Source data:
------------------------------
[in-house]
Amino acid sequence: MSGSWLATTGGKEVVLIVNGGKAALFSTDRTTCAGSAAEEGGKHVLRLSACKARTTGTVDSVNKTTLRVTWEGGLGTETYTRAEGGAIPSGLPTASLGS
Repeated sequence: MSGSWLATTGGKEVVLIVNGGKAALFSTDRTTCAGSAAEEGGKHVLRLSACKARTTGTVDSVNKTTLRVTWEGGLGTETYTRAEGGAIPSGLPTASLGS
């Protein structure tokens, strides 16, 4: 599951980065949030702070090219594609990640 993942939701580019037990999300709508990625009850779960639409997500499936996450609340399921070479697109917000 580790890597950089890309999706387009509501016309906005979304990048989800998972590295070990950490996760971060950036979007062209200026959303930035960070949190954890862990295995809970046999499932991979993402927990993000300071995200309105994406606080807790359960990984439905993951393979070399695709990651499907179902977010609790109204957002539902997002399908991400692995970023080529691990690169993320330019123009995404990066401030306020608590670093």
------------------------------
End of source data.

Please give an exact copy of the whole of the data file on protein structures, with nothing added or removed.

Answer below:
[in-house]
Amino acid sequence: MSGSWLATTGGKEVVLIVNGGKAALFSTDRTTCAGSAAEEGGKHVLRLSACKARTTGTVDSVNKTTLRVTWEGGLGTETYTRAEGGAIPSGLPTASLGS
Repeated sequence: MSGSWLATTGGKEVVLIVNGGKAALFSTDRTTCAGSAAEEGGKHVLRLSACKARTTGTVDSVNKTTLRVTWEGGLGTETYTRAEGGAIPSGLPTASLGS
């Protein structure tokens, strides 16, 4: 599951980065949030702070090219594609990640 993942939701580019037990999300709508990625009850779960639409997500499936996450609340399921070479697109917000 580790890597950089890309999706387009509501016309906005979304990048989800998972590295070990950490996760971060950036979007062209200026959303930035960070949190954890862990295995809970046999499932991979993402927990993000300071995200309105994406606080807790359960990984439905993951393979070399695709990651499907179902977010609790109204957002539902997002399908991400692995970023080529691990690169993320330019123009995404990066401030306020608590670093």